What benefit is there to buying binoculars with bigger lenses?
The size of the objective lens is most critical to the quality of the image you see through your binoculars. The larger the lens, the greater its light-gathering ability. Too small and the image will be murky and dim; too big, though, and the binoculars will be too bulky and heavy to be practical.
That’s why we’ve mostly focused on binoculars with 42mm objective lenses (and why most manufacturers do the same) because they strike the best balance between light gathering and practicality. If you want pocketable binoculars, choose a pair with 25mm or 32mm lenses.
If you’re mostly going to be stargazing or mounting your binoculars to a tripod, you can get away with larger lenses. 7×50 and 10×50 pairs are popular for moon exploration and constellation-hopping, while 12×60, 15×70 and 20×80 pairs will take you even deeper into the night sky, although they start getting too heavy for realistic handheld use.
For sports or hiking, where you’re more likely to be viewing in full daylight or under bright stadium lights, you can get away with a smaller objective lens as long as the magnification isn’t too high. 25, 26 and 30mm pairs fit into this category, with 7x, 8x and 10x magnification.
In summary, then, an 8×42 pair of binoculars magnifies a scene 8x and has 42mm lenses; a 10×25 pair has 10x magnification and 25mm lenses.
Should I care about features such as prism types or ED glass?
The other terms you might hear connected with binoculars and see on specifications sheets are Porro prism, roof prism and ED glass.
- Porro and roof prisms: All binoculars use prisms to keep the size down, otherwise they’d all be huge and look like a pair of telescopes strapped together. Prisms come in different flavours, though, and the type of prisms used dictates the shape and size of your binoculars. Traditional A-shaped binoculars use Porro prisms. Porro prism binoculars tend to be larger and bulkier than roof-prism binoculars, but slightly cheaper. More modern H-shaped binoculars use roof prisms. These are the most popular type in use today because they tend to be smaller and lighter than Porro-prism optics.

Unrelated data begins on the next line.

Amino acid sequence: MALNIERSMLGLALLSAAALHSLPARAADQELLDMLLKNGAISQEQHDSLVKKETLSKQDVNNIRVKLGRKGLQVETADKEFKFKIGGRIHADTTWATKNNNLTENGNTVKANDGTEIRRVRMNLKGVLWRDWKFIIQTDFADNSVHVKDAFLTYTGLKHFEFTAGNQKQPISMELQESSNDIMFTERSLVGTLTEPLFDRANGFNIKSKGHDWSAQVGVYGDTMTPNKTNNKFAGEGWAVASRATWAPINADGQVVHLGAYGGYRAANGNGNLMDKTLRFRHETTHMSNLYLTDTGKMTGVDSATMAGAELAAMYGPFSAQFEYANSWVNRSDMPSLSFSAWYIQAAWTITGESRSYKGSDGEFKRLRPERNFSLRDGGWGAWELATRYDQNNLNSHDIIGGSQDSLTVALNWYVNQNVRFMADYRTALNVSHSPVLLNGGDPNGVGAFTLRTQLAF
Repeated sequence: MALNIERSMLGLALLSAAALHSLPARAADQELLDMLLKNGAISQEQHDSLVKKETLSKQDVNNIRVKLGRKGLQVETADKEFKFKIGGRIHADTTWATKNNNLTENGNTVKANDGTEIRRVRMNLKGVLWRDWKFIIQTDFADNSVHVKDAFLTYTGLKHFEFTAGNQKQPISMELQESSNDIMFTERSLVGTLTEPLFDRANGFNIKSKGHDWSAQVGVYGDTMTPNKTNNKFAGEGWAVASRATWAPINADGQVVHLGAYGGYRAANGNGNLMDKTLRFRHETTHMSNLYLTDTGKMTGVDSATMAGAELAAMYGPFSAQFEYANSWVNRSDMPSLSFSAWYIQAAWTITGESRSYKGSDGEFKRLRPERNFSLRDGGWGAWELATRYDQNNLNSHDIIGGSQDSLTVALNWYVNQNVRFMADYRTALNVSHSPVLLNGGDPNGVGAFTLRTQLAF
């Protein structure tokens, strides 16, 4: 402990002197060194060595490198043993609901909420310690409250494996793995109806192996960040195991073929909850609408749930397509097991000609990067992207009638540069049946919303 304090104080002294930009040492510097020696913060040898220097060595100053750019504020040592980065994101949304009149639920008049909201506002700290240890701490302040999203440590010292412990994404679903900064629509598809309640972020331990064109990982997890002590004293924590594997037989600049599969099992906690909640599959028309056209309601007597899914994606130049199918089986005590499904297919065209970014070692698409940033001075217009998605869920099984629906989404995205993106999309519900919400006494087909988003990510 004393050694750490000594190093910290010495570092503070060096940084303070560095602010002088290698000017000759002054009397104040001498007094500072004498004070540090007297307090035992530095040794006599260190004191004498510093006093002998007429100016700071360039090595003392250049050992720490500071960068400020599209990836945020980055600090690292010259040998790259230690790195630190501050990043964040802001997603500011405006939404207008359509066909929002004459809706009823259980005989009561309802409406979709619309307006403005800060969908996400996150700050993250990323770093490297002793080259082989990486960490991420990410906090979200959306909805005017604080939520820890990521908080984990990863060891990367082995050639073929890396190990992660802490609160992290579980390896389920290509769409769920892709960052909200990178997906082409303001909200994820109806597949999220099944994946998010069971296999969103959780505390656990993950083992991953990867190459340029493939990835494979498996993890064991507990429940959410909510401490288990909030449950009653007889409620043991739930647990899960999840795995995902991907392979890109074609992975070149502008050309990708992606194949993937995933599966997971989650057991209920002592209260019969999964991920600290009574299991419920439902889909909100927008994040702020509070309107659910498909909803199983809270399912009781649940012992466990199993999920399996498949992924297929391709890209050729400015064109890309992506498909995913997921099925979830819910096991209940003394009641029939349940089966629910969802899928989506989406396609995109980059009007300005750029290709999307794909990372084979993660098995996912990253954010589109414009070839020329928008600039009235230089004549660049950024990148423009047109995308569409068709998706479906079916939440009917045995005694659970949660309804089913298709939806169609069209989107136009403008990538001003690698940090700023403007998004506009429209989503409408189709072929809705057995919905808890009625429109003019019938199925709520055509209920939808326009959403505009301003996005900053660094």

- ED or HD glass: ED (extra low dispersion) glass (also referred to as HD glass by some manufacturers) is a special type of glass that’s designed to keep chromatic aberrations under control. You can spot chromatic aberrations by looking at a dark object silhouetted against a bright background – a kestrel against the sky, for example. It manifests as colour fringing around those objects. Binoculars with ED or HD glass tend to keep such fringing to a minimum and the image you see through them will be clearer and sharper as a result. ED glass is more expensive than standard glass, however, so you’ll tend to see it only in more expensive binoculars of above £200.
The other key features to look out for
- Close focus: Great for spotting insects and inspecting flowers from close range. The best binoculars let you focus from as close as 1.5m away.
- Waterproofing: You’re going to be using your binoculars outside so it’s best to be sure that they won’t let in water if you’re caught in a rain shower. They’ll fog up and condensation will form on the inner surfaces if this happens.
- Fogproofing: To prevent binoculars from fogging up when transitioning from the cold outdoors to the warm indoors, manufacturers fill their binoculars with an inert gas (usually argon or nitrogen) that has no water content and thus inhibits condensation.